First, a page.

read and comment on their papers. Two copies are for this purpose; the third
copy is to turn in to me. But I will not look at it until I grade the paper you
turn in on Friday, March 4 (see below), and then only to make sure you really
had your paper substantially finished on Wednesday.
- If you are absent on Wednesday, then by 12 noon on that day you must e-mail me
a copy of your paper (as an attachment, in Word format, not in the text of
your e-mail message). After I grade the hard copy you turn in on
Friday, I will download and print the attachment and make
sure you really had your paper substantially finished on Wednesday.
On Friday, March 4—after you have had a couple of days to revise your paper
in response to your classmates’ comments—bring a hard copy of your paper to
class to turn in. (Remember to change the date to 3/4/05, and make sure the pages are stapled
together.) Also keep a hard copy for
- If you are absent on Friday, then by 12 noon on that day you must e-mail me
a copy of your paper (as an attachment, in Word format, not in the text of
your e-mail message). I will print and grade electronically submitted papers,
but only with a 5-point penalty. (Note that this is still less than my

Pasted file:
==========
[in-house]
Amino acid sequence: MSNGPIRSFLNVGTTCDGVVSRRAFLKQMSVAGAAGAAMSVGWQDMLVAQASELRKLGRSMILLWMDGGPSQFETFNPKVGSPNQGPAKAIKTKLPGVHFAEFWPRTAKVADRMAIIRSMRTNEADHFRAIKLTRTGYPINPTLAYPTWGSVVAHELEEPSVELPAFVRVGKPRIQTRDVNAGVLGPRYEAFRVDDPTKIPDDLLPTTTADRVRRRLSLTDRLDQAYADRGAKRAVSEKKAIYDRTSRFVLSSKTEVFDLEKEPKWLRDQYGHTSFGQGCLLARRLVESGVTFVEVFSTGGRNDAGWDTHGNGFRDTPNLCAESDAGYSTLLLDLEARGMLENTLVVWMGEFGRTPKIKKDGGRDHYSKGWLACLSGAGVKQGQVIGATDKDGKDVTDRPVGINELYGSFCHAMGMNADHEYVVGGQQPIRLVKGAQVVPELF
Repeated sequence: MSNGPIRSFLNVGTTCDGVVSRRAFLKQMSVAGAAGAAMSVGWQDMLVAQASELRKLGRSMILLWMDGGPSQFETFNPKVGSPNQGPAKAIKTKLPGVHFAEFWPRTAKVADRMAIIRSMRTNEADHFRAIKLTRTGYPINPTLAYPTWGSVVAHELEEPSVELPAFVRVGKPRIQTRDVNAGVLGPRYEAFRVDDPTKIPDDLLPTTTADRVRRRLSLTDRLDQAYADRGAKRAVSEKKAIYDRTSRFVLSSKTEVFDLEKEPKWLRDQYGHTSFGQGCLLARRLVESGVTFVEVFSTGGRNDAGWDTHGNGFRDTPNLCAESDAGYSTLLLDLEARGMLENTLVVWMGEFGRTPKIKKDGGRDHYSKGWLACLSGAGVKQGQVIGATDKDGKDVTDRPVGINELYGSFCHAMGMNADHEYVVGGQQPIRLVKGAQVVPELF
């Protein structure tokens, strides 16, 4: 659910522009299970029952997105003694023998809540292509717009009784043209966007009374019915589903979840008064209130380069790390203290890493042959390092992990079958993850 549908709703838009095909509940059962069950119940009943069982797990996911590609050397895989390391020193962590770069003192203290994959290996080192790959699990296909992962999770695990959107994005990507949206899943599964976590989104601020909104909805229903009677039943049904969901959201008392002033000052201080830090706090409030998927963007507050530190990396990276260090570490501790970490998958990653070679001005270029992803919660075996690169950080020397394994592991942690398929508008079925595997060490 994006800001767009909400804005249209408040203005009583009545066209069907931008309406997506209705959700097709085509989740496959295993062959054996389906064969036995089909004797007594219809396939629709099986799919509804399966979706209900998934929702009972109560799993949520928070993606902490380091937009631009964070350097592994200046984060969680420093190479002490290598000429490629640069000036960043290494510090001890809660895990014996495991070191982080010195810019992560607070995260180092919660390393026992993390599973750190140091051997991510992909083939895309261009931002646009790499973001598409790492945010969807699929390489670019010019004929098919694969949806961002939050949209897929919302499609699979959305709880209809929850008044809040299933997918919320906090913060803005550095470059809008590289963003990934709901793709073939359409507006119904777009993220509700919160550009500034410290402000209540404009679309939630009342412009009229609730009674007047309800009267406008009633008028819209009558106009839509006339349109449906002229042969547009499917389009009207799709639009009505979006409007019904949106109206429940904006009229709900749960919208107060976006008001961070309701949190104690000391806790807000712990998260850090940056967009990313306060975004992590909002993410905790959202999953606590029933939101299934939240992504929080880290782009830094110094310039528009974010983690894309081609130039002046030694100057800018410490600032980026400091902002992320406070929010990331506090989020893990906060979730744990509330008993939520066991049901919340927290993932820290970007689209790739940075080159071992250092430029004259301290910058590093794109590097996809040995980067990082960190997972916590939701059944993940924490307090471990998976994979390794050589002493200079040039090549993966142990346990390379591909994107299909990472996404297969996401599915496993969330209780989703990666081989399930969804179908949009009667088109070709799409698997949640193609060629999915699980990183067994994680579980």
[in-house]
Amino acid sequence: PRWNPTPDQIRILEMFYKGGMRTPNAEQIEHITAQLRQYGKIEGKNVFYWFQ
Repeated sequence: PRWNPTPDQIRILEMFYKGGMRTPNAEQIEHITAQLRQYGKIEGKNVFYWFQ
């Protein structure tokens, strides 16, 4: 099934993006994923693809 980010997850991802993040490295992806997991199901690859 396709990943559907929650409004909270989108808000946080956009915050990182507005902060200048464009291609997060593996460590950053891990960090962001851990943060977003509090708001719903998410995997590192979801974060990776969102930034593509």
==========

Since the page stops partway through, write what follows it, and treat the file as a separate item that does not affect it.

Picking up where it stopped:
lateness penalty of 10 points per day.)
Before going on, let me answer a few frequently asked questions.
- “Will you read rough drafts?” No, for three reasons. First, I have too
often have the experience of giving comments on a rough draft, judging the
final draft to be something short of perfect, being told something along the
lines of “I thought I made all the changes you asked for,” and ending up mired
in a discussion about what did or did not get said in the previous
conversation about the rough draft rather than about what is good or bad about
the paper itself. Second, I am setting aside a day in class for you to get
feedback from your classmates. Since they are capable of catching much of what
I usually end up catching—lack of clarity, structural problems, etc., as well
more narrowly “philosophical” problems—their feedback should be a good partial
substitute for mine. Third, I am perfectly willing to meet with you to talk
about your ideas.
- “Oh, so you will meet with us in advance?” Absolutely. I would be glad to
talk to you about the material, or help you think through the ideas in your
paper, if you’d like. You can even write a draft of your paper and bring it to